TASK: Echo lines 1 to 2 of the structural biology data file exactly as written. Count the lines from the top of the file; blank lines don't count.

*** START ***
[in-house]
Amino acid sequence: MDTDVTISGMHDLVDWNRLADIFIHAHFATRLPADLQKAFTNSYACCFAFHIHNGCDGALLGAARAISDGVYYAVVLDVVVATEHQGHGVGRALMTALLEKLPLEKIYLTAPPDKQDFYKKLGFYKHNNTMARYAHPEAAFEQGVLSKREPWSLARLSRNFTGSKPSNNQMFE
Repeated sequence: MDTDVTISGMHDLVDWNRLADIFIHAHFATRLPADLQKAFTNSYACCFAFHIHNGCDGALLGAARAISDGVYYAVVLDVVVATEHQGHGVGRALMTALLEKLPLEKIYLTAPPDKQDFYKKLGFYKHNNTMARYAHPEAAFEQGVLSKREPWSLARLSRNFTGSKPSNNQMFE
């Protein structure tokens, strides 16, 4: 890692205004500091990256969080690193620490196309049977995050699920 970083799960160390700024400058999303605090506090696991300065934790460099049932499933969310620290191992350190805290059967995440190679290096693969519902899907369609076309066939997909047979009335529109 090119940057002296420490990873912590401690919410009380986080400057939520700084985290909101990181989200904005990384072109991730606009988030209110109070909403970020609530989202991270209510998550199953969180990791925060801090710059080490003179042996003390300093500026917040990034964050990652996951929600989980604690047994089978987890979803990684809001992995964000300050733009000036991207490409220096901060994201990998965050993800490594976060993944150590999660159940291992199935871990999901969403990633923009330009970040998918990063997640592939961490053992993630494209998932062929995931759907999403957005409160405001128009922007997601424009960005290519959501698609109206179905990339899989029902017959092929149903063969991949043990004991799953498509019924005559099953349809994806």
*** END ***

[in-house]
Amino acid sequence: MDTDVTISGMHDLVDWNRLADIFIHAHFATRLPADLQKAFTNSYACCFAFHIHNGCDGALLGAARAISDGVYYAVVLDVVVATEHQGHGVGRALMTALLEKLPLEKIYLTAPPDKQDFYKKLGFYKHNNTMARYAHPEAAFEQGVLSKREPWSLARLSRNFTGSKPSNNQMFE